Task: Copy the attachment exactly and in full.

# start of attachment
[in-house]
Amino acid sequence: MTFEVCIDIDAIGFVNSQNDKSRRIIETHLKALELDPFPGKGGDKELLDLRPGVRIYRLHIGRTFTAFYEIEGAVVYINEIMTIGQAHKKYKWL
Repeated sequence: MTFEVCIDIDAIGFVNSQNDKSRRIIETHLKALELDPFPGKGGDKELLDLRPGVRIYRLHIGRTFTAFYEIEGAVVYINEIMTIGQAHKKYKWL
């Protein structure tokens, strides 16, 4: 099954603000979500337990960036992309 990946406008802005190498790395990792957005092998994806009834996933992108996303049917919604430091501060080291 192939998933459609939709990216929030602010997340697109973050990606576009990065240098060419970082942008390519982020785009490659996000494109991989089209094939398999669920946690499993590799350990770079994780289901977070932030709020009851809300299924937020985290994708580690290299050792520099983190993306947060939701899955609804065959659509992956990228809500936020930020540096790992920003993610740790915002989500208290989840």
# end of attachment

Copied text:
[in-house]
Amino acid sequence: MTFEVCIDIDAIGFVNSQNDKSRRIIETHLKALELDPFPGKGGDKELLDLRPGVRIYRLHIGRTFTAFYEIEGAVVYINEIMTIGQAHKKYKWL
Repeated sequence: MTFEVCIDIDAIGFVNSQNDKSRRIIETHLKALELDPFPGKGGDKELLDLRPGVRIYRLHIGRTFTAFYEIEGAVVYINEIMTIGQAHKKYKWL
């Protein structure tokens, strides 16, 4: 099954603000979500337990960036992309 990946406008802005190498790395990792957005092998994806009834996933992108996303049917919604430091501060080291 192939998933459609939709990216929030602010997340697109973050990606576009990065240098060419970082942008390519982020785009490659996000494109991989089209094939398999669920946690499993590799350990770079994780289901977070932030709020009851809300299924937020985290994708580690290299050792520099983190993306947060939701899955609804065959659509992956990228809500936020930020540096790992920003993610740790915002989500208290989840």